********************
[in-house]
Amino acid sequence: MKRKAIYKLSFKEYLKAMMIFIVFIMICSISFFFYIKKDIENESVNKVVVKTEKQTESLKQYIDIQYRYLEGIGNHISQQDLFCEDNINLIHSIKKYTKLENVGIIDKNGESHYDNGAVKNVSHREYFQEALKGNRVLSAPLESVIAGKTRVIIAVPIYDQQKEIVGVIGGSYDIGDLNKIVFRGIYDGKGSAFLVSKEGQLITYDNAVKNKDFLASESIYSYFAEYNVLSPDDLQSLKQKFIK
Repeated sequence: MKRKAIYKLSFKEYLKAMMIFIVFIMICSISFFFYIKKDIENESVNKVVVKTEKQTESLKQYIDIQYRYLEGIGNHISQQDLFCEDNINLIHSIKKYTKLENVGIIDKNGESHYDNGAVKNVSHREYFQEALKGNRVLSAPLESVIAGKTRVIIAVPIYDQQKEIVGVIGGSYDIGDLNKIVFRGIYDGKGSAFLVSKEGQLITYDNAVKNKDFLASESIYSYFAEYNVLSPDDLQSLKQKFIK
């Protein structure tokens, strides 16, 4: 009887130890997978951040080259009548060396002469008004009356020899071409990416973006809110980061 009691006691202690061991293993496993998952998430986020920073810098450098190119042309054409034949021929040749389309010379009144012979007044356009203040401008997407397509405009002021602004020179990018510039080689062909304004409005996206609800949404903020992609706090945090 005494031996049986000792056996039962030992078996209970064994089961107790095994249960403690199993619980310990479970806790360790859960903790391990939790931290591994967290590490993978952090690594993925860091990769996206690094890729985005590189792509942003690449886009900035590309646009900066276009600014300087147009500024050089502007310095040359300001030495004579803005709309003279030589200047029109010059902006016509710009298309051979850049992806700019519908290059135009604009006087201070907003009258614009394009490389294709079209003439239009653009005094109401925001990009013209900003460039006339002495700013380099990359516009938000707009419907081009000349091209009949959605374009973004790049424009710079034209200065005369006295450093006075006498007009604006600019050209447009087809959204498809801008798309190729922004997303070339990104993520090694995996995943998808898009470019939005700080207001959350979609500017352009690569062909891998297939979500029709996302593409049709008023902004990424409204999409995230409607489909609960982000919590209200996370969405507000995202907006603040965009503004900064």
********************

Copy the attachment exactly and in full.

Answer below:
[in-house]
Amino acid sequence: MKRKAIYKLSFKEYLKAMMIFIVFIMICSISFFFYIKKDIENESVNKVVVKTEKQTESLKQYIDIQYRYLEGIGNHISQQDLFCEDNINLIHSIKKYTKLENVGIIDKNGESHYDNGAVKNVSHREYFQEALKGNRVLSAPLESVIAGKTRVIIAVPIYDQQKEIVGVIGGSYDIGDLNKIVFRGIYDGKGSAFLVSKEGQLITYDNAVKNKDFLASESIYSYFAEYNVLSPDDLQSLKQKFIK
Repeated sequence: MKRKAIYKLSFKEYLKAMMIFIVFIMICSISFFFYIKKDIENESVNKVVVKTEKQTESLKQYIDIQYRYLEGIGNHISQQDLFCEDNINLIHSIKKYTKLENVGIIDKNGESHYDNGAVKNVSHREYFQEALKGNRVLSAPLESVIAGKTRVIIAVPIYDQQKEIVGVIGGSYDIGDLNKIVFRGIYDGKGSAFLVSKEGQLITYDNAVKNKDFLASESIYSYFAEYNVLSPDDLQSLKQKFIK
């Protein structure tokens, strides 16, 4: 009887130890997978951040080259009548060396002469008004009356020899071409990416973006809110980061 009691006691202690061991293993496993998952998430986020920073810098450098190119042309054409034949021929040749389309010379009144012979007044356009203040401008997407397509405009002021602004020179990018510039080689062909304004409005996206609800949404903020992609706090945090 005494031996049986000792056996039962030992078996209970064994089961107790095994249960403690199993619980310990479970806790360790859960903790391990939790931290591994967290590490993978952090690594993925860091990769996206690094890729985005590189792509942003690449886009900035590309646009900066276009600014300087147009500024050089502007310095040359300001030495004579803005709309003279030589200047029109010059902006016509710009298309051979850049992806700019519908290059135009604009006087201070907003009258614009394009490389294709079209003439239009653009005094109401925001990009013209900003460039006339002495700013380099990359516009938000707009419907081009000349091209009949959605374009973004790049424009710079034209200065005369006295450093006075006498007009604006600019050209447009087809959204498809801008798309190729922004997303070339990104993520090694995996995943998808898009470019939005700080207001959350979609500017352009690569062909891998297939979500029709996302593409049709008023902004990424409204999409995230409607489909609960982000919590209200996370969405507000995202907006603040965009503004900064």